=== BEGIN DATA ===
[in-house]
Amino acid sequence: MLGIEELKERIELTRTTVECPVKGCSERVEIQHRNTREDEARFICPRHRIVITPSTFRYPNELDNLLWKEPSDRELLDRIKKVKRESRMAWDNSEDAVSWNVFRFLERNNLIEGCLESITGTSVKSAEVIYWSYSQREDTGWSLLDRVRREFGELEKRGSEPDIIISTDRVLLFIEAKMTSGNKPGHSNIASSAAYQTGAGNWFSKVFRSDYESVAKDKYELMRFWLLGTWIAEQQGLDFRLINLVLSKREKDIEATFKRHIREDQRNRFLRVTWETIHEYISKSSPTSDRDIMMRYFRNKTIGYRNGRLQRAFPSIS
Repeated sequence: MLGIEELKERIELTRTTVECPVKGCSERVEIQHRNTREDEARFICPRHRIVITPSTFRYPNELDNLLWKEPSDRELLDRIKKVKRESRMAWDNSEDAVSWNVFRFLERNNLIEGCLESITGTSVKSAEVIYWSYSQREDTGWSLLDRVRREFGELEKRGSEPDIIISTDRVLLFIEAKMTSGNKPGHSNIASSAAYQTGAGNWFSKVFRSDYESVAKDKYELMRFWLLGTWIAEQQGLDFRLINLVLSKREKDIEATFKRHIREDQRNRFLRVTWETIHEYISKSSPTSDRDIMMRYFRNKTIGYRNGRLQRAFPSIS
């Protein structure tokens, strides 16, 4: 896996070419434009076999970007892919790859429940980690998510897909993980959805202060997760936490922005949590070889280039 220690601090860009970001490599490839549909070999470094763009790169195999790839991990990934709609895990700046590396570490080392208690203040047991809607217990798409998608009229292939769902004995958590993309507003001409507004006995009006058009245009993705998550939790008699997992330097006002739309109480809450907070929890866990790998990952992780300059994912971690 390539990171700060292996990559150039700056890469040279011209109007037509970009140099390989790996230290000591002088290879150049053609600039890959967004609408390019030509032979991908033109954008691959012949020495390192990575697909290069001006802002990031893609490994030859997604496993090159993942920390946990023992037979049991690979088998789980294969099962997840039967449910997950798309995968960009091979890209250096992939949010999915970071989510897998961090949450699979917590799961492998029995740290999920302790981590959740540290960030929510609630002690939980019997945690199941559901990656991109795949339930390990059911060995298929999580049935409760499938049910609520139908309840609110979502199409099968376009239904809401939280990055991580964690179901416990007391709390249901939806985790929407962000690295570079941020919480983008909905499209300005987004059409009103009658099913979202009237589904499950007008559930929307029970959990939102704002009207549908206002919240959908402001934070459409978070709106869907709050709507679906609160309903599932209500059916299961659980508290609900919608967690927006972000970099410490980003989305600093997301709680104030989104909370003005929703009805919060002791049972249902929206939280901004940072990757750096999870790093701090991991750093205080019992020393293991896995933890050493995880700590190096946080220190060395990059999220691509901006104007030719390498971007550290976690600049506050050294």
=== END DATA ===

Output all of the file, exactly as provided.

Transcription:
[in-house]
Amino acid sequence: MLGIEELKERIELTRTTVECPVKGCSERVEIQHRNTREDEARFICPRHRIVITPSTFRYPNELDNLLWKEPSDRELLDRIKKVKRESRMAWDNSEDAVSWNVFRFLERNNLIEGCLESITGTSVKSAEVIYWSYSQREDTGWSLLDRVRREFGELEKRGSEPDIIISTDRVLLFIEAKMTSGNKPGHSNIASSAAYQTGAGNWFSKVFRSDYESVAKDKYELMRFWLLGTWIAEQQGLDFRLINLVLSKREKDIEATFKRHIREDQRNRFLRVTWETIHEYISKSSPTSDRDIMMRYFRNKTIGYRNGRLQRAFPSIS
Repeated sequence: MLGIEELKERIELTRTTVECPVKGCSERVEIQHRNTREDEARFICPRHRIVITPSTFRYPNELDNLLWKEPSDRELLDRIKKVKRESRMAWDNSEDAVSWNVFRFLERNNLIEGCLESITGTSVKSAEVIYWSYSQREDTGWSLLDRVRREFGELEKRGSEPDIIISTDRVLLFIEAKMTSGNKPGHSNIASSAAYQTGAGNWFSKVFRSDYESVAKDKYELMRFWLLGTWIAEQQGLDFRLINLVLSKREKDIEATFKRHIREDQRNRFLRVTWETIHEYISKSSPTSDRDIMMRYFRNKTIGYRNGRLQRAFPSIS
């Protein structure tokens, strides 16, 4: 896996070419434009076999970007892919790859429940980690998510897909993980959805202060997760936490922005949590070889280039 220690601090860009970001490599490839549909070999470094763009790169195999790839991990990934709609895990700046590396570490080392208690203040047991809607217990798409998608009229292939769902004995958590993309507003001409507004006995009006058009245009993705998550939790008699997992330097006002739309109480809450907070929890866990790998990952992780300059994912971690 390539990171700060292996990559150039700056890469040279011209109007037509970009140099390989790996230290000591002088290879150049053609600039890959967004609408390019030509032979991908033109954008691959012949020495390192990575697909290069001006802002990031893609490994030859997604496993090159993942920390946990023992037979049991690979088998789980294969099962997840039967449910997950798309995968960009091979890209250096992939949010999915970071989510897998961090949450699979917590799961492998029995740290999920302790981590959740540290960030929510609630002690939980019997945690199941559901990656991109795949339930390990059911060995298929999580049935409760499938049910609520139908309840609110979502199409099968376009239904809401939280990055991580964690179901416990007391709390249901939806985790929407962000690295570079941020919480983008909905499209300005987004059409009103009658099913979202009237589904499950007008559930929307029970959990939102704002009207549908206002919240959908402001934070459409978070709106869907709050709507679906609160309903599932209500059916299961659980508290609900919608967690927006972000970099410490980003989305600093997301709680104030989104909370003005929703009805919060002791049972249902929206939280901004940072990757750096999870790093701090991991750093205080019992020393293991896995933890050493995880700590190096946080220190060395990059999220691509901006104007030719390498971007550290976690600049506050050294």